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Thread: Rig Veda: About The Three Naved Wheel!

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    Rig Veda: About The Three Naved Wheel!

    To my awareness, there is a wheel, with three legs, originating from the Germanic traditions.

    Here is what the Rig Veda(1:164) talks of that three-naved wheel.

    Trinµbhi chakrám ajáram anarváü yátremµ v*÷và bh£vanµdhi tasth£þ ||

    Three-naved the wheel is, sound and undecaying, whereon are resting all these worlds of being.

    Talk about this.

    This was edited an hour later since I found something on the web about the Wheel.

    Heretofore scholars have hardly questioned the assumption that the 360 day year is a crude approximation to the tropical year. However, we have shown that the 360 day year is an integral part of Vedic cosmological time cycles--the most profound analysis of the mean solar motion ever undertaken, a conceptual structure based upon three mean motions for the Sun and two seven-fold subcycles of the precession.

    The Rg Veda, one of the formative documents of Vedic civilization, is acknowledged by even the most pessimistic scholars to have been composed no later than 1000 B.C. Herein we find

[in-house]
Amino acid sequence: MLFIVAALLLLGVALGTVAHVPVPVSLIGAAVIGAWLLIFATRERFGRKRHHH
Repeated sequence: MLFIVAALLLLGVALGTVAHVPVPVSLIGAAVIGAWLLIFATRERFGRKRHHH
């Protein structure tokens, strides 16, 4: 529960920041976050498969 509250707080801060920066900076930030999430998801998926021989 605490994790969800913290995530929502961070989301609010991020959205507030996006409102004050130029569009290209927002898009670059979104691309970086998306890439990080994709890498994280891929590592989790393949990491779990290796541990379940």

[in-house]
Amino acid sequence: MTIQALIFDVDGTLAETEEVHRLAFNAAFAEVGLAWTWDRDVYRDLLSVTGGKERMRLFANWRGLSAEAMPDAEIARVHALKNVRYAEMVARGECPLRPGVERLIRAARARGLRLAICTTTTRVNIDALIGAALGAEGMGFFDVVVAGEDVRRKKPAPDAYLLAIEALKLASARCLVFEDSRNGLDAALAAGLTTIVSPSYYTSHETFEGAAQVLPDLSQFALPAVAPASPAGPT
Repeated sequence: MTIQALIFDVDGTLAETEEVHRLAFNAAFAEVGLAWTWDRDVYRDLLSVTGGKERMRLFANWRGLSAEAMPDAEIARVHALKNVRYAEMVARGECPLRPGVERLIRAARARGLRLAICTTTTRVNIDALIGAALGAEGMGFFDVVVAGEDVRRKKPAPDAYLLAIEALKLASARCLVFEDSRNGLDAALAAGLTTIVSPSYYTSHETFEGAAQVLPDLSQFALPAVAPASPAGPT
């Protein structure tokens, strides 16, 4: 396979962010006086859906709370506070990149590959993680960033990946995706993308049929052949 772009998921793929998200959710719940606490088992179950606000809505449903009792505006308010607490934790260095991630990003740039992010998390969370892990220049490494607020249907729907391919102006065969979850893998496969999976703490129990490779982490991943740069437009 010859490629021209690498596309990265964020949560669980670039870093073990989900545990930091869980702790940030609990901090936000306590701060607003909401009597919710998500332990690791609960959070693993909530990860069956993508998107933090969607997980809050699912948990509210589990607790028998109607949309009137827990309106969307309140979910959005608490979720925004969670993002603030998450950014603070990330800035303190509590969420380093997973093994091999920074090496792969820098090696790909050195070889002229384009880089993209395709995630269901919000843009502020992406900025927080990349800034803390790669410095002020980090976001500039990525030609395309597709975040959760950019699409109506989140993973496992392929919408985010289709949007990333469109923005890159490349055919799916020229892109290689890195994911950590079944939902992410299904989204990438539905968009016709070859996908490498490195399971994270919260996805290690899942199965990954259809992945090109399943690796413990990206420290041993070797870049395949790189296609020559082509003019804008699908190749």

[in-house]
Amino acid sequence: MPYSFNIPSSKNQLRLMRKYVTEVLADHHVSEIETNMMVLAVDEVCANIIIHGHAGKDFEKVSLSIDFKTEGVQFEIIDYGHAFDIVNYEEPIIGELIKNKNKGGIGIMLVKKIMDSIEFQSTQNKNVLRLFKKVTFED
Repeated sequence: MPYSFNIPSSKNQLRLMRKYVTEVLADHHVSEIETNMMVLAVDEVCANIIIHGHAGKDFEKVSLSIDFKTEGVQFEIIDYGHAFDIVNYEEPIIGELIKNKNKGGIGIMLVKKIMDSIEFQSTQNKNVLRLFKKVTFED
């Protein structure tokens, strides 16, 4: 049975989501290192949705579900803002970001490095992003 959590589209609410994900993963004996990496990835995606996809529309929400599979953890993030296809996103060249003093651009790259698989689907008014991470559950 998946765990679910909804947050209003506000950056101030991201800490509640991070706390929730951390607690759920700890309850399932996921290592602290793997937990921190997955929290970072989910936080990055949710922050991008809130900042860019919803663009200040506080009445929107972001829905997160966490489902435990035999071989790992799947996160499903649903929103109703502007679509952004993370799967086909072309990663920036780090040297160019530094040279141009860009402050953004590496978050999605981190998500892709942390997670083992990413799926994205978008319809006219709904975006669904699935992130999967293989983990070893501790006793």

Twelve spokes, one wheel, navels three.
    Who can comprehend this?
    On it are placed together
    three hundred and sixty like pegs.
    They shake not in the least.
    (Dirghatama, Rg Veda 1.164.48)

    A seven-named horse does draw
    this three-naved wheel...
    Seven steeds draw the seven-wheeled chariot...
    Wise poets have spun a seven-strand tale
    around this heavenly calf, the Sun.
    (Dirghatama, Rg Veda 1.164.1-5)

    A more direct or succinct utterance of the substance of the cycles could scarcely be conceived. Our analysis has shown that "navels three" must stand for the three mean motions of the Sun and "seven-wheeled chariot" for the precession of the equinoxes. Thus, there can be no doubt that in Dirghatama's time Vedic cosmological time cycles were already an established conclusion and not in the formative stages.

    No doubt, without any external aid, implying a teacher, I am trying to understand this poem(RV 1:164). And i am sure that I will realise the meaning one day.

    Last edited by Rahul; Thursday, July 11th, 2002 at 04:29 PM.

  2. #2


    Thank you, Rahul. I would have never understood this to refer to a year, a week, a day, and perhaps extapolatable to hours, minutes, and seconds as moments in eternity without your presentation.

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